Although there is quite a bit of spread amongst the various models concerning precipitation, they are in good agreement that we will see a frontal passage late Thursday. The image below is the 1200 UTC GFS forecast valid for 5 PM MST tomorrow (Thursday) showing the front entering the Salt Lake Valley at that time. The timing is a bit earlier in the 1200 UTC NAM and the 0000 UTC EC.
Those of you still walking around in shorts on campus might want to think about wearing pants if you will be heading home late in the afternoon as it will probably be blustery in the post-frontal environment, although it's tough to say of snow levels will immediately drop to bench levels right after the frontal passage or if that will take a couple of hours longer.
I'm seeing some odd precipitation numbers being generated by the various models for the frontal passage. From 5 PM Thursday to 5 AM Friday, the 12-km NAM calls for .85" of water and about 13" of snow for Alta-Collins. In contrast, the high-res 4-km NAM calls for only .43" of water and about 6" of snow and the GFS is in with about .42" of of water and about 8" of snow. It's quite unusual to see the 12-km NAM producing more than the 4-km NAM or even the GFS, which tend to forecast big amounts on a regular basis. It seems that the model precipitation forecasts are now so out of whack that it's impossible to get a decent calibration going.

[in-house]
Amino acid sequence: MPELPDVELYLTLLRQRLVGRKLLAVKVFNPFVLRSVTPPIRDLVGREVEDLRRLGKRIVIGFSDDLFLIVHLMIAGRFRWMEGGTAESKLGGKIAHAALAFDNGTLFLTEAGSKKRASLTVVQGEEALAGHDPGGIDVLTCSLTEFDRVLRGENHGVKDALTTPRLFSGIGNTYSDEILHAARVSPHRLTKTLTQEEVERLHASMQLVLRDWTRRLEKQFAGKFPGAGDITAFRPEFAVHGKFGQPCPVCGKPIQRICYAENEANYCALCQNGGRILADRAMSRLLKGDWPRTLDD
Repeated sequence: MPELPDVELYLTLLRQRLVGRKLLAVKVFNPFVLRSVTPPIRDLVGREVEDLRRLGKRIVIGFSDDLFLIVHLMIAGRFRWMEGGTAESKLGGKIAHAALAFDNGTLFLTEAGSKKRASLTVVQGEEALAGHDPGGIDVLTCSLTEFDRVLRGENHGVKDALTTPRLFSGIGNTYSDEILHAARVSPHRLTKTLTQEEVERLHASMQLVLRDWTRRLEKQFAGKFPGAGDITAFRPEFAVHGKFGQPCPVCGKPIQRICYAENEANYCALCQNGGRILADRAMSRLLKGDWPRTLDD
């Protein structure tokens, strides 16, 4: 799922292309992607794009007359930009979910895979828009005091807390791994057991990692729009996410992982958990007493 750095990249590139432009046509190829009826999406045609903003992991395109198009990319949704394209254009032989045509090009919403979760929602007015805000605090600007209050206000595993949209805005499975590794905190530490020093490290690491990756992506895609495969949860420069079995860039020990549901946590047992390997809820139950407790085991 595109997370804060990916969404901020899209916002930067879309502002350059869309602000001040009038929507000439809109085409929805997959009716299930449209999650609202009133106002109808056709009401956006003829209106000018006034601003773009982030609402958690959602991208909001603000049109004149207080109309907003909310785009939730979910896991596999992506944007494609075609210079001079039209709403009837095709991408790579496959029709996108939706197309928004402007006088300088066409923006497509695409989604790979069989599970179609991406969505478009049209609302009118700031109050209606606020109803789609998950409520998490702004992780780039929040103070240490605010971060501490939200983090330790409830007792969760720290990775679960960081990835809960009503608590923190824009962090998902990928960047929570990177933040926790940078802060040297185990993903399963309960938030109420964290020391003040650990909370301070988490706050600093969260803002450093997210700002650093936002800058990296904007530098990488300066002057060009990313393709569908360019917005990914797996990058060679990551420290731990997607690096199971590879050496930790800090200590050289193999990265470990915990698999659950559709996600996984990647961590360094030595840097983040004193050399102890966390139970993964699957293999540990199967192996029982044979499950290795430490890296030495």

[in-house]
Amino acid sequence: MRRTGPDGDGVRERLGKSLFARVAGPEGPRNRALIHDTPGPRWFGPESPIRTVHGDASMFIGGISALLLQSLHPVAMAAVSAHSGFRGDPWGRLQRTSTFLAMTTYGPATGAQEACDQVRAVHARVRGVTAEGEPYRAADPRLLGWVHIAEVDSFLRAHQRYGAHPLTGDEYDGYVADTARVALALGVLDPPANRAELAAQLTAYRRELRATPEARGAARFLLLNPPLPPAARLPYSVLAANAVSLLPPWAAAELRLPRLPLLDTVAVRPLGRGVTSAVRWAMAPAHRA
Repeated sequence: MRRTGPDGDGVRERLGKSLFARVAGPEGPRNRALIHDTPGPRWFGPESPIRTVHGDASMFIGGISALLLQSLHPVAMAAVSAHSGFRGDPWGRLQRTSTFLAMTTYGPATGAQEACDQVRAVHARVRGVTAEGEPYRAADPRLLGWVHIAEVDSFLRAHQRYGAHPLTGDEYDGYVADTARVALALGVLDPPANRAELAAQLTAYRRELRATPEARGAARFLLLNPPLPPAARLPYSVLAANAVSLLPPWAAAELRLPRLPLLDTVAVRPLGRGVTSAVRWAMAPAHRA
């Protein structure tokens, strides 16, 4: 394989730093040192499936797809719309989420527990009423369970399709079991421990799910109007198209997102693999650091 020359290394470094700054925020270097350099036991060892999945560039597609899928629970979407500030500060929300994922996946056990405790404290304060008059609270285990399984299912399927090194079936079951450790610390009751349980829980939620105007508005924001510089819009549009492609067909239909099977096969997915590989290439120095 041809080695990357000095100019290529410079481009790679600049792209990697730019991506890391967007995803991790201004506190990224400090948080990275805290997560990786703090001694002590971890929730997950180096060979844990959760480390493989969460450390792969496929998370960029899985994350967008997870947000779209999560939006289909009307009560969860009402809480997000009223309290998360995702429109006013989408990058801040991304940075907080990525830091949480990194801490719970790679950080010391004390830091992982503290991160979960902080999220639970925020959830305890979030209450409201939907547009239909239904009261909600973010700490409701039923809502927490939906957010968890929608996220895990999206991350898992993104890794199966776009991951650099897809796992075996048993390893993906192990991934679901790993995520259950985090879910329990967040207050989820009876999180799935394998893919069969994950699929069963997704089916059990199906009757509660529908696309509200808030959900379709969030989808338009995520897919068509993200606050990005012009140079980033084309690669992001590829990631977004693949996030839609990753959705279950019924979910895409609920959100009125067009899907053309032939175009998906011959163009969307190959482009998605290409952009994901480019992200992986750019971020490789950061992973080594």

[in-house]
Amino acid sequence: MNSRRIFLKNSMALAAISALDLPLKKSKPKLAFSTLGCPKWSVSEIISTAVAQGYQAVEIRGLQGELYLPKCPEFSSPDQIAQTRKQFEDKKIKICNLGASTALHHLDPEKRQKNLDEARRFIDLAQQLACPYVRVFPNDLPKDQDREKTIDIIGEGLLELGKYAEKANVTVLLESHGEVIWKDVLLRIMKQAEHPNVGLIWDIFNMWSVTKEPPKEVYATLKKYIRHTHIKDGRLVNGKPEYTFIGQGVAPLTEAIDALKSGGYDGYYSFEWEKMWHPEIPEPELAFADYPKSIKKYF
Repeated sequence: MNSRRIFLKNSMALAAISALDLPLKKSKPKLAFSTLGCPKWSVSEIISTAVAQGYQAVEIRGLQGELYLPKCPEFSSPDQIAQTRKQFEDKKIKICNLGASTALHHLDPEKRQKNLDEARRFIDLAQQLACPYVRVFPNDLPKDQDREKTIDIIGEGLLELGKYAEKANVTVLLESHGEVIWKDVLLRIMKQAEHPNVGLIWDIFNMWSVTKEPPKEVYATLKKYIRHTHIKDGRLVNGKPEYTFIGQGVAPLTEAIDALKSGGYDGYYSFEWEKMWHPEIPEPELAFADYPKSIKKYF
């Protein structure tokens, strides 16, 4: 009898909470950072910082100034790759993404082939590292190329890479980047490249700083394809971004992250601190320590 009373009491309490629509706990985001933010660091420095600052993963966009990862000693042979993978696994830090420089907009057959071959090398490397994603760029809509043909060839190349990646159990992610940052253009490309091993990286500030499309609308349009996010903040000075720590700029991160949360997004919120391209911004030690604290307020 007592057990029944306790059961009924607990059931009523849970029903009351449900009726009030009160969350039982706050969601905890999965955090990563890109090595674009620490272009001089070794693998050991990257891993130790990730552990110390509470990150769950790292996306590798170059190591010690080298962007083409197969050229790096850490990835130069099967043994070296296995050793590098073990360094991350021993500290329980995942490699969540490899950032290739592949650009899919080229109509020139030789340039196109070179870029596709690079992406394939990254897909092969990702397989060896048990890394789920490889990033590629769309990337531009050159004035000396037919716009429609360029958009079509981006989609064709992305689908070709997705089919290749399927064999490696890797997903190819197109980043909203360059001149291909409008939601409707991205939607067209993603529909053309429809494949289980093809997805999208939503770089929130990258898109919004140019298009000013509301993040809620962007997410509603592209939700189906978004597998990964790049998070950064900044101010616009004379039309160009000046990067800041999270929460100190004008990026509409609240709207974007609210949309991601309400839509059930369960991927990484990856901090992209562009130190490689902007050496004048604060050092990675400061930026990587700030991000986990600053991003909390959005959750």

Given that frontal precipitation periods tend to feature less orographic enhancement, I'm leaning toward 4-8" for Alta-Collins the Thursday night period ending around 5 am.
As I look at the medium range out to 10 days, I think things look better than they have been the past couple of weeks, and certainly active enough to keep the inversion at bay, but differences between the NAEFS and EC ensemble members are such that I'm not sticking my neck out with any bold forecasts yet. Keep your fingers crossed.